BUT: “A subject isolated from sensory stimulus and social interchange begins to hallucinate rapidly and to lose all sense of reality.  Sadists who subject prisoners to solitary confinement understand intuitively that the cruelest punishment is to remove a man [or woman] from the community and thereby deprive him [or her] of his [or her] humanity.  Confusion results when community is lost.

HEALTH DEPENDS UPON THE CONVICTION THAT OUR ACTIONS COUNT.  I remain potent only so long as I get feedback which demonstrates that the force of my action is felt…I [obtain] the knowledge of the resonance of my actions, as well as the joy of knowing that my gifts are received and appreciated.

[I become] a responsible agent, with a sense that the future is open, [and] I understand myself to be essentially in a social context, and therefore my fundamental desires always involve other persons.”  –Sam Keen, To a Dancing God [1970]

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“…Perdition catch my soul // But I do love thee! //  And when I love thee not, // Chaos is come again.”  (Othello 3.3.90-92)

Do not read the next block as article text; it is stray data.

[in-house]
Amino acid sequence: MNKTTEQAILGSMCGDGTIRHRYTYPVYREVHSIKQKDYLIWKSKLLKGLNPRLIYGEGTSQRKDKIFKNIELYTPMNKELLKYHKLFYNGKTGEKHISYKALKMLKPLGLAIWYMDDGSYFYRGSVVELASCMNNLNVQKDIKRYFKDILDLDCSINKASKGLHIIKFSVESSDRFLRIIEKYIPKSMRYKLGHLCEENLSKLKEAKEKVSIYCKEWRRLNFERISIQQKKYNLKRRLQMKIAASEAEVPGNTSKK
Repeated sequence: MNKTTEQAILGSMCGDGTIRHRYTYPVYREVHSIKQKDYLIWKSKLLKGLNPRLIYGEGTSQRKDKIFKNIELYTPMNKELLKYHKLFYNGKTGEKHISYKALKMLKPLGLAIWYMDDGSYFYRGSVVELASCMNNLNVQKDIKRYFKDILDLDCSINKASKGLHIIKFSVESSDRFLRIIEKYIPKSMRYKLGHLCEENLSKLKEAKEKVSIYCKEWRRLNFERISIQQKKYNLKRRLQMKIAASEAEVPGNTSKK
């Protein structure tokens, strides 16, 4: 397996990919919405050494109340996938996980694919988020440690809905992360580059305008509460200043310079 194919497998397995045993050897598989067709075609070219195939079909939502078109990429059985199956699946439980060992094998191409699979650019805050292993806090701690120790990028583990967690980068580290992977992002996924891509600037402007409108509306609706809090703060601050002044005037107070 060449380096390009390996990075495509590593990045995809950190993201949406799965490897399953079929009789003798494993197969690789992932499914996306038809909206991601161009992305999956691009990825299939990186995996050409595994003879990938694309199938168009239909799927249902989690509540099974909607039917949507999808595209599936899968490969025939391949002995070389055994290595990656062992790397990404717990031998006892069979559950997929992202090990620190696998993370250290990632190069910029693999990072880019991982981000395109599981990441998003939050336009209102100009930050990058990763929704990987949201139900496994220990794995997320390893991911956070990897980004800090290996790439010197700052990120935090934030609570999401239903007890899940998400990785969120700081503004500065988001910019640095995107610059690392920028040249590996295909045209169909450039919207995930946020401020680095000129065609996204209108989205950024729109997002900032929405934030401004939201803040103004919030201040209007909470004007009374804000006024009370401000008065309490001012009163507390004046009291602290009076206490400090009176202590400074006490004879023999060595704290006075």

Is life fair?  Lately, some view life’s unfairness, then decide that the world–including, especially, politics–is nothing but chaos.

J.B. [the poetic drama] by Archibald MacLeish, relates, for the modern audience, the familiar story of the Biblical Job.  Both have the main character asking the recognizable likeness of “Why me?” or “What did we do to deserve this?” or “Why does it always happen to us?”  The answer? 

“MacLeish’s Job answers the problem of human suffering, not with theology or psychology, but by choosing to go on living and creating new life.”  Job looks for love.  “Instead of giving up on the unfair world and life, instead of looking outward, to churches or to nature, for answers . . . look . . . for loving.”